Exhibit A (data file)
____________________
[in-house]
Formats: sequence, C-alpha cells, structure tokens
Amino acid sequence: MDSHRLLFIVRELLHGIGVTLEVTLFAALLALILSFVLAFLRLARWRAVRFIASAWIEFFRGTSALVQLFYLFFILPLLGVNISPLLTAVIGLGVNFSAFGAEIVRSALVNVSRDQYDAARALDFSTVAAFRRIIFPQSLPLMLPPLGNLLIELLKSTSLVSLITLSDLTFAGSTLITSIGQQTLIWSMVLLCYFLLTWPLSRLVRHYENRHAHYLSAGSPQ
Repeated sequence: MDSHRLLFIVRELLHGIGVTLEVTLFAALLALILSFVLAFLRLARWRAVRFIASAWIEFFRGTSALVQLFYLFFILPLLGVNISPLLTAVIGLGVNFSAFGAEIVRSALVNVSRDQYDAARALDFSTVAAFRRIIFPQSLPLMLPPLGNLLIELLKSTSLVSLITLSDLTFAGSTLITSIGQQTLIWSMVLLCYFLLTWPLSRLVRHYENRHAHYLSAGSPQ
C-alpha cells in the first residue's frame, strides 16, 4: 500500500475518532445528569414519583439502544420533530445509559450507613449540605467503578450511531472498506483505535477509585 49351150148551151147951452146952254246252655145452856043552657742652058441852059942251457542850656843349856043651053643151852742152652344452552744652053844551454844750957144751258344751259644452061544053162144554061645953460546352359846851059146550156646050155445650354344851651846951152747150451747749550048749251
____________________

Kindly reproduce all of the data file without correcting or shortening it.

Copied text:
[in-house]
Formats: sequence, C-alpha cells, structure tokens
Amino acid sequence: MDSHRLLFIVRELLHGIGVTLEVTLFAALLALILSFVLAFLRLARWRAVRFIASAWIEFFRGTSALVQLFYLFFILPLLGVNISPLLTAVIGLGVNFSAFGAEIVRSALVNVSRDQYDAARALDFSTVAAFRRIIFPQSLPLMLPPLGNLLIELLKSTSLVSLITLSDLTFAGSTLITSIGQQTLIWSMVLLCYFLLTWPLSRLVRHYENRHAHYLSAGSPQ
Repeated sequence: MDSHRLLFIVRELLHGIGVTLEVTLFAALLALILSFVLAFLRLARWRAVRFIASAWIEFFRGTSALVQLFYLFFILPLLGVNISPLLTAVIGLGVNFSAFGAEIVRSALVNVSRDQYDAARALDFSTVAAFRRIIFPQSLPLMLPPLGNLLIELLKSTSLVSLITLSDLTFAGSTLITSIGQQTLIWSMVLLCYFLLTWPLSRLVRHYENRHAHYLSAGSPQ
C-alpha cells in the first residue's frame, strides 16, 4: 500500500475518532445528569414519583439502544420533530445509559450507613449540605467503578450511531472498506483505535477509585 49351150148551151147951452146952254246252655145452856043552657742652058441852059942251457542850656843349856043651053643151852742152652344452552744652053844551454844750957144751258344751259644452061544053162144554061645953460546352359846851059146550156646050155445650354344851651846951152747150451747749550048749251